Kathleen Savio niece, Elizabeth was kind enough to send me the letter her father (Kathleen’s brother Henry) wrote honoring her life. The newspaper didn’t print it in it’s entirety so here it is. As you know Savio’s ex-husband – Bolingbrook Police officer Drew Peterson – sits behind bars awaiting trial for her murder.

Here is the letter my father wrote for our family.

My name is Henry M. Savio. I am the brother of Kathleen Savio. My sister Kathleen was Tom and Kristopher’s mother. I read every new story that is written about the Peterson case; every word that is written that mentions my beloved sister and the man that took her away from our family. I hear every news-cast and wonder if they feel anything when they read. Sometimes the news focuses on Stacy, the missing fourth wife of Drew Peterson. I know what they are going through. I pay attention when I hear people remark on the case. My reality is that my sister has become a news case. My sister, the girl that I grew up with that I expected I would know forever, reduced to a case for everyone to speculate about.

I am writing this because I want to hear something about my sister that does not involve, include or revolve around Drew Peterson or his family. While people know my sister’s name they don’t know anything about her. She has been dehumanized and reduced to a case that people speculate about in the lunch room as a distraction from a tedious day at work. Now when I see a case like this on the news, I do consider what the families of these victims and go through. I wish that everyone watching this case or other similar cases would take a moment to imagine someone they love becoming what might as well be a number. People have a morbid fascination with death and tragedy. We want to feel something and when we turn on the news and are safe in our homes it is easy to say, “That poor woman, I hope he gets what he deserves”. It matters to me a great deal that my sister’s death is avenged but it won’t bring her back. When all the news shifts to another tragedy that is dragging out in the courts and in the media, we will still be here and she will still be gone.

Kathleen “Kitty” Savio was a bright, determined and spirited woman. She was considerate and compassionate towards others. She had that “IT” factor that beautiful women often posses. She was one of those women that commanded your attention just by entering a room. People that knew her loved her. People that did not know her, noticed her. People left behind mourn her.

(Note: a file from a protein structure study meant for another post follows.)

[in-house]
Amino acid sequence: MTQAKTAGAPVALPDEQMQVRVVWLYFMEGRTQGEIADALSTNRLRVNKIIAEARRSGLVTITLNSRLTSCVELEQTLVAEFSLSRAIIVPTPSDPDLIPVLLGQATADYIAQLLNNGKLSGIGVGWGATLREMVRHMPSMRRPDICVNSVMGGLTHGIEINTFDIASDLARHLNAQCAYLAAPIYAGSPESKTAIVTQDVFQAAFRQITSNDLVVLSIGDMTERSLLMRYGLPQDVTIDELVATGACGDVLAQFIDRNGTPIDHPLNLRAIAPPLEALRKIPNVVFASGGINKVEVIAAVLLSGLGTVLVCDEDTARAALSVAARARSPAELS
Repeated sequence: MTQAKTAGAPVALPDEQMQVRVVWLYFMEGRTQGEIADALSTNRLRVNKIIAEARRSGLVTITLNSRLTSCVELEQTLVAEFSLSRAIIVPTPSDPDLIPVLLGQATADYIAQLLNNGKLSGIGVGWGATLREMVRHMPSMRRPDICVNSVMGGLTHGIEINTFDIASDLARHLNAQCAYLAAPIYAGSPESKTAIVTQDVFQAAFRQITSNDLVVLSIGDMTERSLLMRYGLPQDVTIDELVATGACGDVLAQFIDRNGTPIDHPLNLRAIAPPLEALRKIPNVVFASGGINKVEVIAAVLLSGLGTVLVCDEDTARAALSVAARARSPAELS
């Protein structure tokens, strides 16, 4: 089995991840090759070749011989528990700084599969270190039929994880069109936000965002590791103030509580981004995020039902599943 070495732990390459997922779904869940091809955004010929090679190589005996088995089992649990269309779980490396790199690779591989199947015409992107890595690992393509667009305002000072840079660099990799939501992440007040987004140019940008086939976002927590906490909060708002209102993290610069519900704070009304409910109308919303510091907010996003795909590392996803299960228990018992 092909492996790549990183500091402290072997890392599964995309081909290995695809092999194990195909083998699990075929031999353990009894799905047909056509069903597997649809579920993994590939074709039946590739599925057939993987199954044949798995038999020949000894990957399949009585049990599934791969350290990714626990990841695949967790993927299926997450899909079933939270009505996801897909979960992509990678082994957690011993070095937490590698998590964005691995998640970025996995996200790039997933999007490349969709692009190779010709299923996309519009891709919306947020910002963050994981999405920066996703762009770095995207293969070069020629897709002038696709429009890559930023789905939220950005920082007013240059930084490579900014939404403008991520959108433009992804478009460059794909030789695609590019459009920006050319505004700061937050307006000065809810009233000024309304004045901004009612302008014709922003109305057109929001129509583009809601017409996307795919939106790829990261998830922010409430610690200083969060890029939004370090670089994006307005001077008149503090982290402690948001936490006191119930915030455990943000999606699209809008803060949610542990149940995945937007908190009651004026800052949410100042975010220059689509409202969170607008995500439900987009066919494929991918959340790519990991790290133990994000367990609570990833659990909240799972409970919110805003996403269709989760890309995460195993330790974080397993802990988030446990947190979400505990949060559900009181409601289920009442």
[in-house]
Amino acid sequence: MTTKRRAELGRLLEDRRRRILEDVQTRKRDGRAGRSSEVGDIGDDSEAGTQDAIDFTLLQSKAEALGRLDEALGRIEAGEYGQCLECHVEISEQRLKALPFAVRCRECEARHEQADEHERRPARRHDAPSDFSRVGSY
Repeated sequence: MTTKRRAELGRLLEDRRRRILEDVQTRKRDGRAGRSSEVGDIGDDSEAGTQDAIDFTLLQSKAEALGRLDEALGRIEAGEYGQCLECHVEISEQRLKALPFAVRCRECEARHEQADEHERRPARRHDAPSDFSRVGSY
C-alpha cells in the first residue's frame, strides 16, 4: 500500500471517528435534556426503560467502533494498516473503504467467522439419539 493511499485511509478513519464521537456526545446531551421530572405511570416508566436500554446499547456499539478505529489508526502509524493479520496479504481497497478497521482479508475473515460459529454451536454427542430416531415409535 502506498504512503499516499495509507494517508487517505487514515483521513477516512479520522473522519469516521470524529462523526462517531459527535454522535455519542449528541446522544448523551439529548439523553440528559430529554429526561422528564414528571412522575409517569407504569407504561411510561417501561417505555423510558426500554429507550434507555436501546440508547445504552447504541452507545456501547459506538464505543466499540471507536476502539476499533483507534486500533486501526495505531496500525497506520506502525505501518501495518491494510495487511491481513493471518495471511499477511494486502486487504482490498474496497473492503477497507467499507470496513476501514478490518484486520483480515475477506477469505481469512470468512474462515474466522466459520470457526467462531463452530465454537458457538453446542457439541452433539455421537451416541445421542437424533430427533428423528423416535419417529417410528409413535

I know that this is probably not going to be published or edited out but she was afraid for herself and made this known to all of us. None of us could have conceived it would end this way. No one ever thinks this will happen to them and when it does, it happens too quickly to comprehend it. We lost her because we did not think this could happen. My children have lost an Aunt, and they think of that everyday. Her downfall was that she was not going to continue to be abused. She was not complacent and she was not going to subject her children to a home filled with anger and control. Kris and Tom both know the abuse that she endured, and they prayed for that abuse to stop as well. She was a fighter. She was not a quitter and that was her demise. Kathleen Savio was not a victim. She was courageous until the end of her life, and she was their mother.

To her son, Thomas, I am glad that you are moving on with your life. Your mother would be proud of everything you are achieving. Every goal you accomplish is a testament to the first 11 years of your life, what was instilled in you by her. You were faced with the worst tragedy a child can know, the death of your Mother; my sister. I am grateful that the Kathleen’s estate is paving the way for your education in the medical field. We realize that that is what will be getting you through school. My only hope is that as you continue your medical studies the facts in your mother’s case will interest you enough that you may find the evidence, weigh it out, and contemplate things that are not visible to you now. Not to mention, the whereabouts of your stepmother Stacy, and the question where she really is. My children, and family tried to make contact with you but it was not allowed. Your father for all that is he is or isn’t, was clear in what was not to be allowed. Not only did I lose my sister but I lost her children, something I know would not make her happy. Sadly, I know that she would understand. If you ever want to reach out and remember your mother through the memory of people who loved her, reach out to me. I am heartbroken that you would consider or believe that I would not want you and your brother in my life. You are my sister’s child and therefore engrained in my life whether you know or acknowledge it. Kathleen will always resonate in her family’s lives. If our lives continue to move separately and our paths never cross, I hope that you will keep your mother’s memory because very soon, everyone else will forget our family and move on with their lives. I will never forget you. You will always be in our hearts.

Your Uncle, and the Savio Family,

Henry M. Savio.



  1. Henry, I have so much sympathy for you. I too lost my sister, at age 45, and do not see her children as much as I would. I cannot imagine losing them too like you. Please know not everyone has dehumanized Kathleen. I know she was a person that was loved. I will pray for her, you, and your family. Through you,I know that she was a beautiful person and is deeply missed.
    God Bless.

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